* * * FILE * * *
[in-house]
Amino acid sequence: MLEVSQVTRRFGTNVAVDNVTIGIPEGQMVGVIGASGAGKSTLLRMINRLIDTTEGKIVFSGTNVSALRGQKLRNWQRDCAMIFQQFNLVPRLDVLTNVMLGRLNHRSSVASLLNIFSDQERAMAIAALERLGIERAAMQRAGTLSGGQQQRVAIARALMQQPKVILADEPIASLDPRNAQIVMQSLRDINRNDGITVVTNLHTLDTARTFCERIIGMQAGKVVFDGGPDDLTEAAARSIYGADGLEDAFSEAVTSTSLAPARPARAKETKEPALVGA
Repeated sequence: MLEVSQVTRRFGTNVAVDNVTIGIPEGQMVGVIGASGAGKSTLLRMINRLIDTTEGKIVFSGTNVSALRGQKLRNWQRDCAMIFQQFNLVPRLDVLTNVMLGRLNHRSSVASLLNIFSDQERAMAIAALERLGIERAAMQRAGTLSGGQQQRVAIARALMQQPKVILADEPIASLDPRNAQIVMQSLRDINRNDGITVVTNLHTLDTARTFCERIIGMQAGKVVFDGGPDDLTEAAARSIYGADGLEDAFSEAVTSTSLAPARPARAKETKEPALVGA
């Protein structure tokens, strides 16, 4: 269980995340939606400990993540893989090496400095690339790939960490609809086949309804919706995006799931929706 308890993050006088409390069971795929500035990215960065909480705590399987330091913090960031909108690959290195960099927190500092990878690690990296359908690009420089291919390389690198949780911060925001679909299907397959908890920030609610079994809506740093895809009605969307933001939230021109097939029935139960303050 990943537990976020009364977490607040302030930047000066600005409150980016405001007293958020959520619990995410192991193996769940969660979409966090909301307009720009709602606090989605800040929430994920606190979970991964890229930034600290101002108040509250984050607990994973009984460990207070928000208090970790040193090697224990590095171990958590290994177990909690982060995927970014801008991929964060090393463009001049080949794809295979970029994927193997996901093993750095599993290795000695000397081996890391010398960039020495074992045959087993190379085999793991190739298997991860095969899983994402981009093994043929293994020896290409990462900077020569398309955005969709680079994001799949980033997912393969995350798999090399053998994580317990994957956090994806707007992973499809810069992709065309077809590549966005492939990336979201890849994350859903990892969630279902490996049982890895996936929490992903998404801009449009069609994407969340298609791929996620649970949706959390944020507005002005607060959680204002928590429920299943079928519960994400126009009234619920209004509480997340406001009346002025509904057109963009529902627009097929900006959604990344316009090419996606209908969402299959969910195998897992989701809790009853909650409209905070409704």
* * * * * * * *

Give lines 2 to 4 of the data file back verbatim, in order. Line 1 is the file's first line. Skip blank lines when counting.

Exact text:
Amino acid sequence: MLEVSQVTRRFGTNVAVDNVTIGIPEGQMVGVIGASGAGKSTLLRMINRLIDTTEGKIVFSGTNVSALRGQKLRNWQRDCAMIFQQFNLVPRLDVLTNVMLGRLNHRSSVASLLNIFSDQERAMAIAALERLGIERAAMQRAGTLSGGQQQRVAIARALMQQPKVILADEPIASLDPRNAQIVMQSLRDINRNDGITVVTNLHTLDTARTFCERIIGMQAGKVVFDGGPDDLTEAAARSIYGADGLEDAFSEAVTSTSLAPARPARAKETKEPALVGA
Repeated sequence: MLEVSQVTRRFGTNVAVDNVTIGIPEGQMVGVIGASGAGKSTLLRMINRLIDTTEGKIVFSGTNVSALRGQKLRNWQRDCAMIFQQFNLVPRLDVLTNVMLGRLNHRSSVASLLNIFSDQERAMAIAALERLGIERAAMQRAGTLSGGQQQRVAIARALMQQPKVILADEPIASLDPRNAQIVMQSLRDINRNDGITVVTNLHTLDTARTFCERIIGMQAGKVVFDGGPDDLTEAAARSIYGADGLEDAFSEAVTSTSLAPARPARAKETKEPALVGA
């Protein structure tokens, strides 16, 4: 269980995340939606400990993540893989090496400095690339790939960490609809086949309804919706995006799931929706 308890993050006088409390069971795929500035990215960065909480705590399987330091913090960031909108690959290195960099927190500092990878690690990296359908690009420089291919390389690198949780911060925001679909299907397959908890920030609610079994809506740093895809009605969307933001939230021109097939029935139960303050 990943537990976020009364977490607040302030930047000066600005409150980016405001007293958020959520619990995410192991193996769940969660979409966090909301307009720009709602606090989605800040929430994920606190979970991964890229930034600290101002108040509250984050607990994973009984460990207070928000208090970790040193090697224990590095171990958590290994177990909690982060995927970014801008991929964060090393463009001049080949794809295979970029994927193997996901093993750095599993290795000695000397081996890391010398960039020495074992045959087993190379085999793991190739298997991860095969899983994402981009093994043929293994020896290409990462900077020569398309955005969709680079994001799949980033997912393969995350798999090399053998994580317990994957956090994806707007992973499809810069992709065309077809590549966005492939990336979201890849994350859903990892969630279902490996049982890895996936929490992903998404801009449009069609994407969340298609791929996620649970949706959390944020507005002005607060959680204002928590429920299943079928519960994400126009009234619920209004509480997340406001009346002025509904057109963009529902627009097929900006959604990344316009090419996606209908969402299959969910195998897992989701809790009853909650409209905070409704």